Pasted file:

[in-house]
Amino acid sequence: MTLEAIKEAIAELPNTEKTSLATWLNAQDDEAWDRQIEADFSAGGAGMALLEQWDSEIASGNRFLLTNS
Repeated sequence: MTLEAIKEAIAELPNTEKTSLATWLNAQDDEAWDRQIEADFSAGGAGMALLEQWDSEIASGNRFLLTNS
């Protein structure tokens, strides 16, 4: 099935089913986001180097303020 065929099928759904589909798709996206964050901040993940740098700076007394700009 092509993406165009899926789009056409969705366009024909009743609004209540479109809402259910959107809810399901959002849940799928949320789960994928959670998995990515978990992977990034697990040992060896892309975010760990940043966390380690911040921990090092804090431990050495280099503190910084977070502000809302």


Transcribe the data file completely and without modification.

[in-house]
Amino acid sequence: MTLEAIKEAIAELPNTEKTSLATWLNAQDDEAWDRQIEADFSAGGAGMALLEQWDSEIASGNRFLLTNS
Repeated sequence: MTLEAIKEAIAELPNTEKTSLATWLNAQDDEAWDRQIEADFSAGGAGMALLEQWDSEIASGNRFLLTNS
């Protein structure tokens, strides 16, 4: 099935089913986001180097303020 065929099928759904589909798709996206964050901040993940740098700076007394700009 092509993406165009899926789009056409969705366009024909009743609004209540479109809402259910959107809810399901959002849940799928949320789960994928959670998995990515978990992977990034697990040992060896892309975010760990940043966390380690911040921990090092804090431990050495280099503190910084977070502000809302």